Religion actually does have an interesting role in human societies, one I've thought long and hard about (with a bit of help from Neal Stephenson, admittedly). Religion is a channel for rapid and efficient propagation of memes.
People naturally resist new information. Therefore, it's a struggle to get a population to adopt viable survival strategies in the face of established tradition that says otherwise. Take food sanitation for example. Early humans observed that eating pork had a higher chance than other meats to cause sickness. Since germ theory and genetic theory had yet to be invented, they had no way to understand that the reason for this is that the genetic similarity between pig and human allows for easy disease transmission. They needed a way to get people to stop eating pork, but nobody would do it just because they said so.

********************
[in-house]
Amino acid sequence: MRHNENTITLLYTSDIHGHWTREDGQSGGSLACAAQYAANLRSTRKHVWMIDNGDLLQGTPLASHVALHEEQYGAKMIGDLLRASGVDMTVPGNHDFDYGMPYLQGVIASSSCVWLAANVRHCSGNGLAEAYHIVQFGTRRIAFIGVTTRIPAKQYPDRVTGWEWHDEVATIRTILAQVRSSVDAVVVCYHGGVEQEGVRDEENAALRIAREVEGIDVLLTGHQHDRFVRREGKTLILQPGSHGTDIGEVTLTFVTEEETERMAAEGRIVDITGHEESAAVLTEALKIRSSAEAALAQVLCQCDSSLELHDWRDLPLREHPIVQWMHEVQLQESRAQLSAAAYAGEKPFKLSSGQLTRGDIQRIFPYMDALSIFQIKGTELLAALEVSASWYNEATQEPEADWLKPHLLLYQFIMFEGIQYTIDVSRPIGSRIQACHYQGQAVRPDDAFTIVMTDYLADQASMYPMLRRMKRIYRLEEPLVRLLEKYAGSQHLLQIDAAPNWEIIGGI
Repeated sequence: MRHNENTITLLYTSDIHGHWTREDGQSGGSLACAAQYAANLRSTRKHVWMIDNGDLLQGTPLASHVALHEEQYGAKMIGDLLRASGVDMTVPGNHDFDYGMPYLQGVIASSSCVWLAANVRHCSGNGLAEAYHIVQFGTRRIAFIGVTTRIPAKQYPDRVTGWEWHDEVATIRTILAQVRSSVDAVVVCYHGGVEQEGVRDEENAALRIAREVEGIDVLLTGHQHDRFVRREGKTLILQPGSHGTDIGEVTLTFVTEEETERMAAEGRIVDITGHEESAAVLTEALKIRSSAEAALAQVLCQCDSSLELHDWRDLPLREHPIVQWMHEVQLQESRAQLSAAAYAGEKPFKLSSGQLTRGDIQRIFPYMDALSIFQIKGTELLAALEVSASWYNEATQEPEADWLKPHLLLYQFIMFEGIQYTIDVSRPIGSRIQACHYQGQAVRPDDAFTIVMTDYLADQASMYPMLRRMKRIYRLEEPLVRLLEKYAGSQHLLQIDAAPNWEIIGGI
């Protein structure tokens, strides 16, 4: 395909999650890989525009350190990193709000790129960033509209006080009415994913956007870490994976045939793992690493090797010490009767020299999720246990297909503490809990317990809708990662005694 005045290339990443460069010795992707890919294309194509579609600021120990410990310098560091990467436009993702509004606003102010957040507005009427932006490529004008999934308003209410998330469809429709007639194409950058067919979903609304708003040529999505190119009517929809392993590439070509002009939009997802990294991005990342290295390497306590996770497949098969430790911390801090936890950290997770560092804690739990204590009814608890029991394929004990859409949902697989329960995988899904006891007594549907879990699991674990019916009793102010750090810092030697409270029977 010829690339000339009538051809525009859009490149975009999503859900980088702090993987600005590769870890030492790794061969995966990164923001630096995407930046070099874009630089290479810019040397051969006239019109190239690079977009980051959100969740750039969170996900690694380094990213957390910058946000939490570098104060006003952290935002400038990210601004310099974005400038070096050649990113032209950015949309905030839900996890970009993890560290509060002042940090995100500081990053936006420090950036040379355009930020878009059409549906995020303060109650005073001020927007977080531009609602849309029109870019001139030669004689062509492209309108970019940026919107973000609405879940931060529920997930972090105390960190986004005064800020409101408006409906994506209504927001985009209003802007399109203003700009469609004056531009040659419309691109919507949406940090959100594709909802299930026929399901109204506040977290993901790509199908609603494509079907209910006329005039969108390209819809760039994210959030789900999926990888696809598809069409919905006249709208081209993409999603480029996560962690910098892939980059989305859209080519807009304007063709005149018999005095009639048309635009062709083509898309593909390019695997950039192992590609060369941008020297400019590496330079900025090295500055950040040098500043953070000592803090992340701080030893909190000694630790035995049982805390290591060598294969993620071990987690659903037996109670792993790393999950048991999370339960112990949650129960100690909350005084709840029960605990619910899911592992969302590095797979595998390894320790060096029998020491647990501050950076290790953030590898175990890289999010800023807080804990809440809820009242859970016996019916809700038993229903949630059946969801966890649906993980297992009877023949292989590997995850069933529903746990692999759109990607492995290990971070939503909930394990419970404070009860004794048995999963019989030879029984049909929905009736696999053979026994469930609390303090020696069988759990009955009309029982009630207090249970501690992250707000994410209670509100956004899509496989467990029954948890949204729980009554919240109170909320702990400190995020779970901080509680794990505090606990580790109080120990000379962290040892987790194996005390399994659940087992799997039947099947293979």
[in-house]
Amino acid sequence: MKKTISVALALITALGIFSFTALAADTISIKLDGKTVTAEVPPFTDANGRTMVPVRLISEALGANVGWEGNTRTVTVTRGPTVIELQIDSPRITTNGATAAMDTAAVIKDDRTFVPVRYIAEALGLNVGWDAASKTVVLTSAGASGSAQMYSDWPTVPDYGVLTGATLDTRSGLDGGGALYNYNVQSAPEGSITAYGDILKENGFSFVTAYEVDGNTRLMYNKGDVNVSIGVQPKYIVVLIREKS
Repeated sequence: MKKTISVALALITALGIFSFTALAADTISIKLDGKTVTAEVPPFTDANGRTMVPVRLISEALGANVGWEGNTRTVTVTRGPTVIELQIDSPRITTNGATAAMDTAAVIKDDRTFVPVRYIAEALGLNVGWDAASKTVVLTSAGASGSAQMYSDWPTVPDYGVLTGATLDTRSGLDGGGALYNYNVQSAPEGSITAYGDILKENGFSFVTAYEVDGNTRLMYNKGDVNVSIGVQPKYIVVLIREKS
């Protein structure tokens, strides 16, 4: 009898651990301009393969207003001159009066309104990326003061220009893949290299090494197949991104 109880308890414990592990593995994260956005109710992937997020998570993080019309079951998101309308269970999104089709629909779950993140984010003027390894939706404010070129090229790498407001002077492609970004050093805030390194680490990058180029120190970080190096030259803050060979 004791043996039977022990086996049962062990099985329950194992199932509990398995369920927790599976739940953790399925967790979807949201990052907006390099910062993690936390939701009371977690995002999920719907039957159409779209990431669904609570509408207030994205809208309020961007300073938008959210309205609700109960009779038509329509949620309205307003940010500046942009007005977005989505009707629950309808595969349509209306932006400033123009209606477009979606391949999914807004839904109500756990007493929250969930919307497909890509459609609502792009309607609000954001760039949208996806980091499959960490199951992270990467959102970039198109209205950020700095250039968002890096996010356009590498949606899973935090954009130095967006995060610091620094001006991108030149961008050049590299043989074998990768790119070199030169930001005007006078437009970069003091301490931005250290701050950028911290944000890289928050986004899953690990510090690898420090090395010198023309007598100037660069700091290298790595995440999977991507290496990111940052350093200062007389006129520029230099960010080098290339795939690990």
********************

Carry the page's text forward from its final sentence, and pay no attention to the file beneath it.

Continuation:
Enter religion. Insert "Because God(s) said ..." in front of any statement, and you automatically bypass the mental defenses of a properly conditioned population. Further, labeling it as "God's will" reduces the Chinese whispers problem — the risk of information loss in transfer — because people have a strong motivation (being called a blasphemer) to transmit the memes verbatim — especially in the millennia before reading became commonplace.
In short, religion is an extraordinarily successful (by evolutionary standards) means of transmitting cultural memes. It's no wonder it's stuck around so fervently. It also, unfortunately, is a correspondingly successful tool of political control, and by its nature it propagates harmful memes as readily as beneficial ones. People with the religion virus are susceptible to any
idea, good or bad, that is framed in the context of their existing beliefs.
Edit: I crossposted this here
as I suspect it may be more relevant.
edited 7th Dec '11 8:48:26 AM by Fighteer